The dream of freedom and a fresh start extends to several attempts at starting new countries, in different ways. I stumbled upon this post today, which talks about a few different methods and proposes the creation of a cloud-first country:
How to Start a New Country
Arguably, while this idea has some novelty, variants of this are already being implemented elsewhere. Notable among these is the "nation" Asgardia, which fields its own currency and even passports:
Asgardia - The Space Nation
To me these attempts fail completely at even having a realistic plan to meet the needs of a nation state. They appear to be defined by what they don't want rather than what really makes up the foundation of a nation. They tout transparent government, fair democracy, their own currencies, a modern or futuristic mindset, and individual freedom. It strikes me that maybe the most alluring idea about them is that "something", whatever that "something" may be, is wrong with society today, and by releasing us from the shackles of existing bureaucracy and political leaders we disagree with we'll end up somewhere better.
But a nation state must provide so much more for its citizens to be viable. Its own currency is not enough.
How are these distributed nations equipped to prevent or investigate crimes against their citizens? Or ensure that their citizens are protected from unlawful exercise of power from other state actors? Can you even imagine how that would be organized? Even if a "cloud first" nation was somehow recognized and given territorial powers on a thousand tiny enclaves around the world, what would it have to offer in terms of protection when another nation state decides that whatever patch of land it has within that larger state's borders will be incorporated in the larger state once more? What possibility does it have to negotiate trade terms which require customs and border protection?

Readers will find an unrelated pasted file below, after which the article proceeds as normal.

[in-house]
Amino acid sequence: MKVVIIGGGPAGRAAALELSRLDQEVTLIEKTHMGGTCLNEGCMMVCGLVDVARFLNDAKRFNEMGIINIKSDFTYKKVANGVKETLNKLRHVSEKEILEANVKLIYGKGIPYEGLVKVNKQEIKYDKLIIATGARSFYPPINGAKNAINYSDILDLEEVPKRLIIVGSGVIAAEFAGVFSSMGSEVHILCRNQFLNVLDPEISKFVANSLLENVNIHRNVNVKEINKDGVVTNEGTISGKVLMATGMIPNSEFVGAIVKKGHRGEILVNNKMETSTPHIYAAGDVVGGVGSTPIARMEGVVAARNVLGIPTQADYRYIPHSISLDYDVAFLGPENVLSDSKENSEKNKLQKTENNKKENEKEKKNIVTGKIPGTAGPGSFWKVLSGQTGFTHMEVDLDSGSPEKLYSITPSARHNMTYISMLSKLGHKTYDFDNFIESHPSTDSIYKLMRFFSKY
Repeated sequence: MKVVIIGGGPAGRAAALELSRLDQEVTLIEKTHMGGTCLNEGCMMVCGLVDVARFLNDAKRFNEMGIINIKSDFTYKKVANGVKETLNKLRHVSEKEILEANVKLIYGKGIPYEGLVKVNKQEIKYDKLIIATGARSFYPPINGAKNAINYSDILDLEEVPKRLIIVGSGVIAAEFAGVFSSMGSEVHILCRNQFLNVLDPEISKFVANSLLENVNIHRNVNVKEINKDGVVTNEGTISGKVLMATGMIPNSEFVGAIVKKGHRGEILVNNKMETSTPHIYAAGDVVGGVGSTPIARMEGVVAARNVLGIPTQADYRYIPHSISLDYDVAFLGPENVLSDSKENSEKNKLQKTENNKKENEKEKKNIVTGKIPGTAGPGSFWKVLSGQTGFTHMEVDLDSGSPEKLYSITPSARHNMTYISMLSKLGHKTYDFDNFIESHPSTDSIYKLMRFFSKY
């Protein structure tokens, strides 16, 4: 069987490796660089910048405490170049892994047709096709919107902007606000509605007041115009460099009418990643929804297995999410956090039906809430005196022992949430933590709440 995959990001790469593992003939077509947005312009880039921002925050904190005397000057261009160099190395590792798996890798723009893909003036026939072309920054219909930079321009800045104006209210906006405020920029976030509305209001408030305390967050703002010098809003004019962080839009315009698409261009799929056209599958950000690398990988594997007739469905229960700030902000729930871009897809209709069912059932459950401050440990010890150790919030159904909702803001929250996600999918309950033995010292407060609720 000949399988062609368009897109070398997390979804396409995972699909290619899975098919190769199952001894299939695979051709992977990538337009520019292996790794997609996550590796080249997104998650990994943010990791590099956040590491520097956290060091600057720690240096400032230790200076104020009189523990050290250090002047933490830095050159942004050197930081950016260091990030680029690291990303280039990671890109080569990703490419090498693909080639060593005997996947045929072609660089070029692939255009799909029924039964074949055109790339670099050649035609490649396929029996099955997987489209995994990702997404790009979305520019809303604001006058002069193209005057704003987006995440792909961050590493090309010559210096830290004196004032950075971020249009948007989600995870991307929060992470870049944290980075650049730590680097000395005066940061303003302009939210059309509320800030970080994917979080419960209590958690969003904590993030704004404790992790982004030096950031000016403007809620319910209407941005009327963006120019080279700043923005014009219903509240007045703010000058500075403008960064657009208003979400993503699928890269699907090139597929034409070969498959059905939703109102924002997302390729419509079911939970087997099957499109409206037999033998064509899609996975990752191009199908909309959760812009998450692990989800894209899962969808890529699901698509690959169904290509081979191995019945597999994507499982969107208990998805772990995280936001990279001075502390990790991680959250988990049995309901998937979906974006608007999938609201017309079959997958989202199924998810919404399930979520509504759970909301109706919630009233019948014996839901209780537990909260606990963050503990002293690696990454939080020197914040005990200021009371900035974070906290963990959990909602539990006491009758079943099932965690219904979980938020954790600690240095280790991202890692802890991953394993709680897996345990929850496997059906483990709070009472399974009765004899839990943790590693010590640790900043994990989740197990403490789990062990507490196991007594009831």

What is the jurisdiction of these micro nations? In the current situation and future plans of many of these their citizens will ostensibly live within their micro nation of choice, but most likely work and seek daycare, healthcare, and pension in the surrounding nation states. Each patch of territory would essentially be an embassy, except you'll need to deal with issues like domestic violence, child abuse, drug manufacturing, and other criminal activities that aren't likely to take place on embassy grounds.
Speaking of social services; how do you provide daycare, healthcare, pension, education, and other necessities to your citizens?
Let's be clear about this: whenever a country is internationally recognized as an actual country there are winners and losers. The Chinese state does not recognize Taiwan as an independent country, because they consider it their territory. If the political, military, and economical cost would be worth it I have no doubts that they would invade Taiwan at a moments notice. Despite several attempts Quebec has not become independent, and I don't imagine that the Canadian government would recognize it unless the international community threatened with unbearable sanctions otherwise. The same goes with Catalonia and the Basque areas in Spain. The idea of breaking off the north of Sweden into its own nation will never even gain traction, and part of the reason is probably the knowledge that the Swedish government would never a quarter of its citizen to take control of half its geographical territory containing almost its entire forest and mining industry. It's just not gonna happen.
If the international community can't even force any one country to stop persecuting or spying on its own citizens, then why would any country even recognize the independence of hundreds or thousands of tiny patches of land within their territory? What would they possibly gain from relinquishing control over these? Those areas would most likely become lawless pockets similar to the Kowloon Walled City in Hong Kong.
Besides an illusive dream of something different and brighter, cryptocurrency schemes, and non-valid passports... What can these nations possibly offer? How can they provide the basic needs of their citizens?
-- CC0 Björn Wärmedal